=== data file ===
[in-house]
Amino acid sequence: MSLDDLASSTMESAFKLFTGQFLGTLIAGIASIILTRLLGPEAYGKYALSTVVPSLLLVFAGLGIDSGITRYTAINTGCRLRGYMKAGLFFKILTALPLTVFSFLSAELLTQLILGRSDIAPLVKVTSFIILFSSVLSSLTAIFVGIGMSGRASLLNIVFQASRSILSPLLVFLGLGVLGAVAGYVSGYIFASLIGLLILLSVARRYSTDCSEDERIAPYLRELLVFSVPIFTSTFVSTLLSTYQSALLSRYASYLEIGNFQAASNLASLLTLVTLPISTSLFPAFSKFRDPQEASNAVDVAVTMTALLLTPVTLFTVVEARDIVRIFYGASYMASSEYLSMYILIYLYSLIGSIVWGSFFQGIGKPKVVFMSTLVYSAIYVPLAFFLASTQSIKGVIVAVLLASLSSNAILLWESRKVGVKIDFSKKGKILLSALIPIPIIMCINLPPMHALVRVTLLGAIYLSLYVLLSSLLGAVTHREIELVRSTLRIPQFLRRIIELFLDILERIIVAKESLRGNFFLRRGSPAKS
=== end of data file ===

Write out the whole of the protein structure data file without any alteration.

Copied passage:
[in-house]
Amino acid sequence: MSLDDLASSTMESAFKLFTGQFLGTLIAGIASIILTRLLGPEAYGKYALSTVVPSLLLVFAGLGIDSGITRYTAINTGCRLRGYMKAGLFFKILTALPLTVFSFLSAELLTQLILGRSDIAPLVKVTSFIILFSSVLSSLTAIFVGIGMSGRASLLNIVFQASRSILSPLLVFLGLGVLGAVAGYVSGYIFASLIGLLILLSVARRYSTDCSEDERIAPYLRELLVFSVPIFTSTFVSTLLSTYQSALLSRYASYLEIGNFQAASNLASLLTLVTLPISTSLFPAFSKFRDPQEASNAVDVAVTMTALLLTPVTLFTVVEARDIVRIFYGASYMASSEYLSMYILIYLYSLIGSIVWGSFFQGIGKPKVVFMSTLVYSAIYVPLAFFLASTQSIKGVIVAVLLASLSSNAILLWESRKVGVKIDFSKKGKILLSALIPIPIIMCINLPPMHALVRVTLLGAIYLSLYVLLSSLLGAVTHREIELVRSTLRIPQFLRRIIELFLDILERIIVAKESLRGNFFLRRGSPAKS